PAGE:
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Rod Miller
O Scale Hall of Fame Baltimore – 2009
Custom builder

My dad loved trains, and had Santa give me a Lionel train when I was 5 weeks old. Needless to say it was my Dad’s train for many years. He was interested in O scale, and I recall a kit for Monarch couplers, a Scale Craft AT&SF reefer, mostly completed, and an all wood baggage car. I tried my hand at moving them along but being a young kid didn’t know what I was doing and made a mess of them.

During my childhood I loved models and built many model airplanes out of blocks of wood. I learned about sanding and fitting parts together, making things look and be correct, and how important were the small details and final finish.

Then there was the usual period of cars, girls, college, marriage, kids, and career in programming computers, which at the time I started were just coming into general use in the scientific arena. I worked for several employers, and tried my hand being in business for myself which wasn’t a good fit for me.

Many years later I decided to stop working as a manager of computer programmers when I realized the field was changing so quickly that companies needed a constant supply of fresh grads to keep the level of technology high. I was out of date in the cutting edge computer company where I worked, and much older than most everybody else so there was little social interaction with other workers.

OK, what do do? In the couple of decades before that fateful decision I had built an On3 layout and then expanded it into standard gauge. I had joined the West Bay Model railroad Association where good fellowship was to be had, and which validated my decision to stop being embarrassed about “playing with trains still”. Out of my modeling activities and membership in the club I came to know Jerry White, who at that time was one of a few custom builders. Jerry had a well-equipped metal working workshop, and was known around the world for his models and custom work.

Jerry decided to retire about the time I decided to change my work. One thing led to another, and we agreed for him to train me in his business so that he could retire and know it would continue in good hands.

I learned his method for custom drives, his bread and butter work since so many of the Japanese and Korean import locos at that time were designed to be looked at, not run. Jerry’s method made them into powerful smooth and reliable runners.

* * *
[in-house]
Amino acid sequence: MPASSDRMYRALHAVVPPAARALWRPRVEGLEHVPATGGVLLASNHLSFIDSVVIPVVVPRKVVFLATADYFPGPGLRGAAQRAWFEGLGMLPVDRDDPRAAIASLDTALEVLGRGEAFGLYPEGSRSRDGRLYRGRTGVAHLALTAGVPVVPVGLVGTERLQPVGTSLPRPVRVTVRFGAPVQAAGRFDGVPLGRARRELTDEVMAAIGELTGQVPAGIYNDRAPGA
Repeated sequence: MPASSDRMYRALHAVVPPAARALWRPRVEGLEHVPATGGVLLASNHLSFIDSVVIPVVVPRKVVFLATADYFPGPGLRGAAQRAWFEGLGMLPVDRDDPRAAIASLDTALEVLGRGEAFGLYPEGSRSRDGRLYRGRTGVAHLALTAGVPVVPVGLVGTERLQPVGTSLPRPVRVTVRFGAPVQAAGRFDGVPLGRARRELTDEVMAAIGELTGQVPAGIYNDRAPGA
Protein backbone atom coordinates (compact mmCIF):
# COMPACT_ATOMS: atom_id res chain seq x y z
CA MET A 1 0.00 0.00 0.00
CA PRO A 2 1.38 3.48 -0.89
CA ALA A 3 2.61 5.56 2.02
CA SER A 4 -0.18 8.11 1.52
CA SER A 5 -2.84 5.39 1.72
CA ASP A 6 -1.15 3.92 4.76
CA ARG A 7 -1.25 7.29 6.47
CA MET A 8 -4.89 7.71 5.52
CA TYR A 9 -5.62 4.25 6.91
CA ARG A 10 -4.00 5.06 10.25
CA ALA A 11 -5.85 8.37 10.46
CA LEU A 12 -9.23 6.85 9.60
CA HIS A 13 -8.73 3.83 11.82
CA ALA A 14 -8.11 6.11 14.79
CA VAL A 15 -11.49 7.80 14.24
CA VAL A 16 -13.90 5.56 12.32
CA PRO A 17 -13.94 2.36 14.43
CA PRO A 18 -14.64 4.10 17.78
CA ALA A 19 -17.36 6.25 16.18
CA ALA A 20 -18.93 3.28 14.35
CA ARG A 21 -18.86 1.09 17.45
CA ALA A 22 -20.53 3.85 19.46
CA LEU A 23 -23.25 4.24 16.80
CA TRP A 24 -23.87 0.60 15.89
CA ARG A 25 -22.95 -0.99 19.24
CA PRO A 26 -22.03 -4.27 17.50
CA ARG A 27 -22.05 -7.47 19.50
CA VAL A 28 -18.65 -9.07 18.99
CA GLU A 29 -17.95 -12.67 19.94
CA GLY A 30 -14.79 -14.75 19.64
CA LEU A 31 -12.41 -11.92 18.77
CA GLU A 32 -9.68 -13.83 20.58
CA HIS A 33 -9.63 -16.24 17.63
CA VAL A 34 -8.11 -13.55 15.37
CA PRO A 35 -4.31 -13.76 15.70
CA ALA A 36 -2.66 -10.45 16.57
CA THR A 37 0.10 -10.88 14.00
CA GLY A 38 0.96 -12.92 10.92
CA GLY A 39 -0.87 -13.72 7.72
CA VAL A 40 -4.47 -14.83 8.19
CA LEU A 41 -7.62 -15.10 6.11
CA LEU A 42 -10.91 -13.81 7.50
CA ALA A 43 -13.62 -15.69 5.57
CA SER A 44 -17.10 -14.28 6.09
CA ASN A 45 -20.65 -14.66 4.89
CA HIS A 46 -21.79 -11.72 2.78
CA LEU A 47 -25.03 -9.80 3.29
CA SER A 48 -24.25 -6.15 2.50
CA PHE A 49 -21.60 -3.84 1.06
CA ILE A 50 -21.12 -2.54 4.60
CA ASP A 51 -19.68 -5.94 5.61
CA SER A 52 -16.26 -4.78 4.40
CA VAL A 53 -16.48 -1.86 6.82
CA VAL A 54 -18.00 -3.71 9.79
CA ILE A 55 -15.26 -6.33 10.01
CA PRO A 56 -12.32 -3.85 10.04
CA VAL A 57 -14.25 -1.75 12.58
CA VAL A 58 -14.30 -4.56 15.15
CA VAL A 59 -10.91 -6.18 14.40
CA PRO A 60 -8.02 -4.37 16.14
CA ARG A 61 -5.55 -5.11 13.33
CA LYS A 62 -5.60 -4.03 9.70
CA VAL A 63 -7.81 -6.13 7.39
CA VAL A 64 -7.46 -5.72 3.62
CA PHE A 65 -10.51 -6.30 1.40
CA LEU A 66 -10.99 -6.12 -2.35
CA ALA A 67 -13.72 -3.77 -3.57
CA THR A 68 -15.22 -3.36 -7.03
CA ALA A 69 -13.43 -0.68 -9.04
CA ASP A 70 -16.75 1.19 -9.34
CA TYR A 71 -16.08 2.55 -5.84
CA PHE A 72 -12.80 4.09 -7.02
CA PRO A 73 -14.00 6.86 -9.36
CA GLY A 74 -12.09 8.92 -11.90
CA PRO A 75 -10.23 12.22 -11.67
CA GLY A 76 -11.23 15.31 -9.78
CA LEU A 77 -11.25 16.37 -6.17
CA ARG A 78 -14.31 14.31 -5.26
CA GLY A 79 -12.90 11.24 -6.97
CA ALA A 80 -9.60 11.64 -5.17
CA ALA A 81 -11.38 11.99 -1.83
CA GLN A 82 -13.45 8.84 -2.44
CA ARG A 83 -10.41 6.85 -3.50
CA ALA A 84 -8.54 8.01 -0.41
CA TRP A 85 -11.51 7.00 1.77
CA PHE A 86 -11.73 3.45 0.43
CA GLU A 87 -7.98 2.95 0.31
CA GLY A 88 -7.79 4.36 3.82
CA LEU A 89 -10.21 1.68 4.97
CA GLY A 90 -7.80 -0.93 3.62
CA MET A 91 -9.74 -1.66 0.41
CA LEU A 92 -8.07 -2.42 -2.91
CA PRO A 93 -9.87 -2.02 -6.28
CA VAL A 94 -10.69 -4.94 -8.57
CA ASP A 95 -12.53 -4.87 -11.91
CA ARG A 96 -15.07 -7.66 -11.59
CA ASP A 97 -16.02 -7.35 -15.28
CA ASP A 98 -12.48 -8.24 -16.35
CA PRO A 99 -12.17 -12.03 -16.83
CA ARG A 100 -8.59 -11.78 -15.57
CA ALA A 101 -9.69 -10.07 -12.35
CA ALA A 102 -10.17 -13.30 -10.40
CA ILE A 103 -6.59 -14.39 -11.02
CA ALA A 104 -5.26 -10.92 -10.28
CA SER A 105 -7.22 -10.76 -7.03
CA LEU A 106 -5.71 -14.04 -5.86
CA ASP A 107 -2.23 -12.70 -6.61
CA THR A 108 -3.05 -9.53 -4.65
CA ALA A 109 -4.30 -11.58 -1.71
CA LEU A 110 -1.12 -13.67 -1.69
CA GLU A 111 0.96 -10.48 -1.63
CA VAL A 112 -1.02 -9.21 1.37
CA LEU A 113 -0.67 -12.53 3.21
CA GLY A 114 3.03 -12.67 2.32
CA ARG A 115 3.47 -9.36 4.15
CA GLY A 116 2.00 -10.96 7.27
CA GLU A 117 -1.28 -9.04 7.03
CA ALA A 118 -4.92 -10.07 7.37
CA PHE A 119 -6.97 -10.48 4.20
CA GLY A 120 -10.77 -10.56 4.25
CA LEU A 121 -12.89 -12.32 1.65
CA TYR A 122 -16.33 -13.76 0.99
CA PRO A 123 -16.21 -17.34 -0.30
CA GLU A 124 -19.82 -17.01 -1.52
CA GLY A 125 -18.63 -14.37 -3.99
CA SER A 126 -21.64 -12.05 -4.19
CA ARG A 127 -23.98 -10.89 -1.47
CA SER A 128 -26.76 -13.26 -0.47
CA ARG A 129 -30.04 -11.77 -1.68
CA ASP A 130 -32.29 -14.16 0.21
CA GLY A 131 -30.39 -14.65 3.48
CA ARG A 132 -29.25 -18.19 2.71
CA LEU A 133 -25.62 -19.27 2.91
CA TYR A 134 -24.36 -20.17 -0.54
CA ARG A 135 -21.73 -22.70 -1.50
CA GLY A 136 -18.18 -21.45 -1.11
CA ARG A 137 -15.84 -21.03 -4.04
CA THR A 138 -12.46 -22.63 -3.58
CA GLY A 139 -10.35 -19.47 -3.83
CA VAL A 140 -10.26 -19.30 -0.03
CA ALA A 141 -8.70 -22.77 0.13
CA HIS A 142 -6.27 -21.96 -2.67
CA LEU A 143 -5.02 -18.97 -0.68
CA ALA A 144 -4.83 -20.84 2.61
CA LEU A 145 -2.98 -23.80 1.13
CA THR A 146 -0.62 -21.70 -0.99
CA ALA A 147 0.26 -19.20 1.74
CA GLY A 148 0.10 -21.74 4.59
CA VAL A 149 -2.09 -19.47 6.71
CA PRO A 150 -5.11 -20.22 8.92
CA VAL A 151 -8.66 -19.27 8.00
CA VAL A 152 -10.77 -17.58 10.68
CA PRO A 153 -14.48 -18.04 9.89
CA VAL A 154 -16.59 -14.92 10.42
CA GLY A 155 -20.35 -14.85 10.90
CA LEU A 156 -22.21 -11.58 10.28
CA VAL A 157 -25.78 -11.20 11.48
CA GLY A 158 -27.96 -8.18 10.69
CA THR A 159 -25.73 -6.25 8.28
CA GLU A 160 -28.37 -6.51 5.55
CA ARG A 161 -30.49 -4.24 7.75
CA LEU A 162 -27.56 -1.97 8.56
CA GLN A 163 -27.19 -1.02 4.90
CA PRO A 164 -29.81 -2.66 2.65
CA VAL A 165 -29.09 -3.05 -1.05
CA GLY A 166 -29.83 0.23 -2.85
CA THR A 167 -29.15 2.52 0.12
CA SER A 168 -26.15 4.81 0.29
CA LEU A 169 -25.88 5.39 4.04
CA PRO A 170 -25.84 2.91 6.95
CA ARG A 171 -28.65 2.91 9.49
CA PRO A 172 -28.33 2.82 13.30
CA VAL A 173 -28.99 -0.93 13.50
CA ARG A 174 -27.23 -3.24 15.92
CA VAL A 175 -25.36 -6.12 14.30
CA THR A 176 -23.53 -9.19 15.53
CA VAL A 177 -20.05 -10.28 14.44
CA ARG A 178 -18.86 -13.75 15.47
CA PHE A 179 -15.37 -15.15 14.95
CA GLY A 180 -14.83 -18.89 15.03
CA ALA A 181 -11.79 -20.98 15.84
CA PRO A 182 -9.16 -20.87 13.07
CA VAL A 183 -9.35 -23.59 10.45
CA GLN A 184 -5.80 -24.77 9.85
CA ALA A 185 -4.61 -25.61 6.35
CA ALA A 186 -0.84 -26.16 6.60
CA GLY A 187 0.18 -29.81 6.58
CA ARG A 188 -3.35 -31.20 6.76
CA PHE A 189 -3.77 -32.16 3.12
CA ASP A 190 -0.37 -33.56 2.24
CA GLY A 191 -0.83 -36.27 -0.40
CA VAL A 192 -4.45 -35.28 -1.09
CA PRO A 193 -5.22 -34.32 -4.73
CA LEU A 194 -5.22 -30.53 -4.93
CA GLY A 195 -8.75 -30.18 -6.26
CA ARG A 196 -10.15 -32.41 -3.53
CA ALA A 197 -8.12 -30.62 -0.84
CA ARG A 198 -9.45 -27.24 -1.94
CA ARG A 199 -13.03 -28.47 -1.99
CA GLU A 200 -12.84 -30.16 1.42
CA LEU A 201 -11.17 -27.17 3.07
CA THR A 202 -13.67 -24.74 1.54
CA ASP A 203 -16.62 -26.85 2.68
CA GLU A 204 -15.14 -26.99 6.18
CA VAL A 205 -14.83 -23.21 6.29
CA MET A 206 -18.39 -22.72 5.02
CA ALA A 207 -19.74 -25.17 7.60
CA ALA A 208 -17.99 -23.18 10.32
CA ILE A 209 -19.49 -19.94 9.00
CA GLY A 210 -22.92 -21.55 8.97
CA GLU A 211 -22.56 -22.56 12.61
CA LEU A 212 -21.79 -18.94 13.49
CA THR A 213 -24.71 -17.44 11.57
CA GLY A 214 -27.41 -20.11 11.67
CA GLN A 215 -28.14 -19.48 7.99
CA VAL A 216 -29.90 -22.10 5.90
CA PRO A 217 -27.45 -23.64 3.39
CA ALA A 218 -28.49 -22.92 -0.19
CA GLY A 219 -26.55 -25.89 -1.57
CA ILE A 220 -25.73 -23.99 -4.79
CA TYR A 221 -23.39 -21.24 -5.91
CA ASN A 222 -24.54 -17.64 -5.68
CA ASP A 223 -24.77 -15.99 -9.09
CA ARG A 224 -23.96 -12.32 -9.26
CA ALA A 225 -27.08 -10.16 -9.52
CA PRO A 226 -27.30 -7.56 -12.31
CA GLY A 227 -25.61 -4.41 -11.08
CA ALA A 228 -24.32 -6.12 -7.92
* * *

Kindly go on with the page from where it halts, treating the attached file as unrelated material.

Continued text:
I took on a variety of projects, from modifying locos to take sharp radius curves, to building passenger car domes from drawings, to machining cast driver centers and building up completed wheelsets, and of course, fabricating and installing custom drives. I got pretty far along with the construction of a scratch built SP GS-1 4-8-4, for which no models had been offered in O scale.

Then Jerry had a medical episode and decided he’d better “hole up” in an assisted living facility while he was still acceptable. I was on my own. He sold his house, so I located a rental shop space and moved the business into it. Since a major feature of the custom drive business was the test run and break-in of new drives, I had to construct a layout for that purpose, using the layout Jerry had in the attic of his shop but building a sturdy benchwork to support the fragile Celotex “table” with the track on it. That was quite a project, taking several months, and resulting in a test loop that was durable and effective. The GS-1 as finished and sold, and many custom drives and specialized projects were completed. I recall reworking over 125 UP Big Boys for Sunset Models, whew.

Then Silicon Valley invented itself, and rents started going through the roof. I decided to move the shop to my home. This required converting the carport into a workspace garage with good natural light and the facilities needed for the shop. The faithful test loop had to go. After unsuccessfully attempting to donate it, a friend took the benchwork, and the track went into the dumpster, sigh.

All that was 14 years ago. I’ve now been operating the business for 20 years (at this writing in late 2013), and plan to keep on going for as long as I’m able which should be a long time as I’m in excellent health and put a lot of effort into taking care of my mind and body.

During that time model railroading has changed. DCC came along (I was the importer for the Lenz system for several years). The Proto:48 movement got traction and had become a viable alternative, indeed some folks who convert to 1/48 do so in P:48 because the correct track gauge and wheels complete the level of fidelity they want in their modeling. The brass loco business has split into two camps, high volume models designed for both 3-rail or 2-rail operation, and low volume highly detailed expensive models; in both camps however, these locos run well out of the box. Some importers have changed their approach or stopped altogether, while new importers have emerged. The advent of 3D printing and rapid prototyping, which I have used to make driver centers, will further change the parts situation if the entry barriers of high cost for the printers and 3D drawing programs along with long learning curves for the programs are reduced.